FreeThink Media | Sep 22, 2016
The unbelievable story of the day Jordan Riley was declared brain dead and his journey of re-learning how to be human.
SB NAtion | Sep 22, 2016
Head injuries in the NFL are not new, but with more spotlight on their long-term effects to player health, the league has instituted protocol to address the diagnosis and management of concussions. In September, the NFL announced the initiative "Play Smart. Play Safe." to continue to strive for a healthier game.
ABC News | Sep 22, 2016
Levels of certain proteins in the brain and spinal fluid of people who suffer continuing issues as a result of concussions are different from those who haven’t had concussions, according to a new small study published today in JAMA Neurology, raising the possibility that doctors may soon have objective markers to assess the severity of brain damage after head trauma.
NPR | Sep 16, 2016
NPR sits down with Tim Page, former music critic for The Washington Post, who is rebuilding his life after a traumatic brain injury in July 2015.
Journal of Neurosurgery | Sep 16, 2016
A new study, reported in the Journal of Neurosurgery, finds that graded aerobic treadmill testing is safe, tolerable, and useful in evaluating and managing cases concussion in children and adolescents.
PR Newswire | Sep 16, 2016
To help clarify some of the concussion confusion, Merck Manuals author and neuroscience specialist Dr. James Wilberger identifies and debunks five common myths surrounding concussions.
The Norwich Bulletin | Sep 16, 2016
Imagine yourself at a cookout. You feel over-stimulated by loud voices, laughing, clanking plates and the sound of a lawn mower next door. You try to initiate a conversation but you’re too distracted by the noise. Someone asks you a question but you can’t form the answer fast enough and another person responds instead. Side conversations form around you but you can’t break in. You find yourself isolated even among friends and family. For an individual with a Traumatic Brain Injury these are the very situations that can slowly result in social isolation.
The Buffalo News | Sep 8, 2016
Kicker Bjorn Nittmo chased his NFL dream for more than a decade, including a stop in training camp with the Buffalo Bills. He became a recurring character on 'Late Night with David Letterman.' A head injury left Nittmo so shattered that he walked out on his wife and four children. Years later, he continues to drop in, unannounced and unkempt, before taking off again. His estranged family wants him to get help before it's too late.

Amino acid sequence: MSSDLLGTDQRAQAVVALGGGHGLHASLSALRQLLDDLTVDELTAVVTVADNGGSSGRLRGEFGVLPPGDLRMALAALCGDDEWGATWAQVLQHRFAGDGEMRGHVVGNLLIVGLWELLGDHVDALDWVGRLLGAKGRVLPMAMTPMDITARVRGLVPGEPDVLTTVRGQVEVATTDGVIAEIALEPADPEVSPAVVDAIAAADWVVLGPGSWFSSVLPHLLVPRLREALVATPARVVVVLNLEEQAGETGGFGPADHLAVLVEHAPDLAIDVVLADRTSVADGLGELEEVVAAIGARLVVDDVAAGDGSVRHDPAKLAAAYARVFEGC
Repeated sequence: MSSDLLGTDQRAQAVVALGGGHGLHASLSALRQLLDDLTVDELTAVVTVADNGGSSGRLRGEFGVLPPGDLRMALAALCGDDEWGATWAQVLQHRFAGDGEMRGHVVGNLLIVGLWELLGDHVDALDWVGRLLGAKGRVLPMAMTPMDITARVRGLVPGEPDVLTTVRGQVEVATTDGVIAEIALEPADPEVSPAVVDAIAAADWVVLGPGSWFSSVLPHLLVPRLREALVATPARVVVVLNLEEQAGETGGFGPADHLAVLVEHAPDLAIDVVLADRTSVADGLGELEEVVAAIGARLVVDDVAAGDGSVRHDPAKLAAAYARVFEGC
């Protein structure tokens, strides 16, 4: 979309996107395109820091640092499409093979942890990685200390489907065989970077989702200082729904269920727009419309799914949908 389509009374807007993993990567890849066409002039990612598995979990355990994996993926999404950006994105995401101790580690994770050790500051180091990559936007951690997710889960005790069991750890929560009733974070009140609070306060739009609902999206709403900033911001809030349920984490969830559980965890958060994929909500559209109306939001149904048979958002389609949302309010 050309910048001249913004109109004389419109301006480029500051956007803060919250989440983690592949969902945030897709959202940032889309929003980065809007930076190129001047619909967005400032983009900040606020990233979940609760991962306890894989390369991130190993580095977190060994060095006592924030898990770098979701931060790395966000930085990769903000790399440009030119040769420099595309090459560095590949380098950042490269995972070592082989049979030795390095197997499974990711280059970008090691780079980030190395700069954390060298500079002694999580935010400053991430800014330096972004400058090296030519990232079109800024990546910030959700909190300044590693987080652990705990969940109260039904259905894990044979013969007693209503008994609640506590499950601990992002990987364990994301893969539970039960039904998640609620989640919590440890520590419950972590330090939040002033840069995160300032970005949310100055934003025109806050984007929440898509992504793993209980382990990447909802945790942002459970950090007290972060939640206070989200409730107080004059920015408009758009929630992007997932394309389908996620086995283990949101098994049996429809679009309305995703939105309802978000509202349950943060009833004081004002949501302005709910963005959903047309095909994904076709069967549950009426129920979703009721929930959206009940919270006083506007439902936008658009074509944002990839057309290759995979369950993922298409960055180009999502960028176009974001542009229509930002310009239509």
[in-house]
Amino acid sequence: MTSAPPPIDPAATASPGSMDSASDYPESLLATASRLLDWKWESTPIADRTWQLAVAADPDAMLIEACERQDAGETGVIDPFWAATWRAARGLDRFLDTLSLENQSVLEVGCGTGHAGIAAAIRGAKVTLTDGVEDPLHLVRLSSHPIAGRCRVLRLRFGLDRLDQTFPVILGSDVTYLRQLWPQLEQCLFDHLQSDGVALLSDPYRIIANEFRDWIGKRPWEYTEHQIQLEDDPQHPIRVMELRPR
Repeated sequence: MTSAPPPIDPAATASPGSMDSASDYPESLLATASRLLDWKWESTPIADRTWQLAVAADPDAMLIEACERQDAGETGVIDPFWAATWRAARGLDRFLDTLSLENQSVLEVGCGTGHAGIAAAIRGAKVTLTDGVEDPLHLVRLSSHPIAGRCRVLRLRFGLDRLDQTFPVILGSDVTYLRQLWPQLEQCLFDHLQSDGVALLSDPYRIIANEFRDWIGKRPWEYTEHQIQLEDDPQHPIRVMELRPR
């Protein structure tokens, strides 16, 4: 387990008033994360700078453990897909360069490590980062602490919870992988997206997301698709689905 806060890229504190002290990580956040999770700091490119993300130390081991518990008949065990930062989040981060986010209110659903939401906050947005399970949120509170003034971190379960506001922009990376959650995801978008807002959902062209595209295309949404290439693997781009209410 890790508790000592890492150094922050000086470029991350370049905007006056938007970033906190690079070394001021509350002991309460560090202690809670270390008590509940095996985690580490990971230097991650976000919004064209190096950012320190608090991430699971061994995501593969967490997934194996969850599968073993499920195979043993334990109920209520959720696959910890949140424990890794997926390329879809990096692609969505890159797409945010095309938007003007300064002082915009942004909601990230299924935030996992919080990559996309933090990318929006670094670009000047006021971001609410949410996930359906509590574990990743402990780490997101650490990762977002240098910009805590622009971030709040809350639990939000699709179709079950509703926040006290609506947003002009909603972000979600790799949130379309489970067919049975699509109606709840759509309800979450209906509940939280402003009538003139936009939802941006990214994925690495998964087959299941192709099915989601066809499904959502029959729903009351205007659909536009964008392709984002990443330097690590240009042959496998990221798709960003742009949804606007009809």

The Huffington Post | Sep 8, 2016
For the first five months after my accident, I didn’t talk about my brain injury with anyone. Because I didn’t want to talk about it. I didn’t want to explain how I felt, or discuss my symptoms, or detail how my healing was going. Even now, I’d rather my injury not be there (and I know how obvious and stupid that statement sounds). I’d rather not be injured, but I am. I have what neurologists classify as a traumatic brain injury, a TBI.
LiveScience | Sep 8, 2016
In research published today in the The New England Journal of Medicine, researchers report that six months after the head injury, just over one in four patients who received a craniectomy had died compared to just under a half of patients who received medical management. However, the picture was complicated as patients who survived after a craniectomy were more likely to be dependent on others for care.
UPI | Sep 8, 2016
Parents of children who sustain concussions may be following outdated advice for care and increasing the potential for greater harm, according to a recent survey of parents.
The Washington Post | Sep 8, 2016
It’s riskier for kids to play football than for adults, says an expert who studies a brain disease that can cause a person to be confused and to have problems with memory and anger control.
ESPN | Sep 8, 2016
The lawsuits initially accused the NFL of hiding what it knew about the link between concussions and CTE. The settlement awards up to $4 million for past CTE deaths but the average payouts would be closer to $190,000. Critics complain that the settlement does not cover future CTE cases, even though it might be able to be diagnosed in the living within 10 years.
Outside | Sep 1, 2016
Michael “Biker” Sherlock, a noted downhill skateboarder and street luger who won multiple medals at the X Games and Gravity Games, sustained many head injuries during his career. On December 3, 2015, he committed suicide in San Diego, California. Two of Biker’s sisters provided this statement:
The New York Times | Aug 30, 2016
New research showing that young athletes heal faster if they leave a game after a head injury discourages playing through pain.
Outside | Aug 30, 2016
When the news broke in May that BMX legend Dave Mirra, who committed suicide in February, had the degenerative brain disease CTE, everything changed in the world of action sports. Cyclists, skiers, and "¨other athletes began asking: are we subject to the same concussion and CTE risks that have been so widely reported in the NFL?
Uproxx | Aug 30, 2016
"Sometimes people actually kind of treat me like a super hero and what they don't realize is that there is a dark side to this gift," says Derek Amato. After suffering a massive concussion, Derek was amazed to find that he had gained the ability to play the paino. Really, really well.
Pittsburgh Post-Gazette | Aug 29, 2016
Have a heart attack in Pittsburgh, Pennsylvania, or Pittsburg, Kansas, and the treatment will be virtually the same — down to the type, amount and timing of various drugs that are given in the emergency room. Not so with #concussions, where treatment mostly turns on the preferences of the person providing the care, said Robert Cantu, co-director of the Center for the Study of Chronic Traumatic Encephalopathy at the Boston University School of Medicine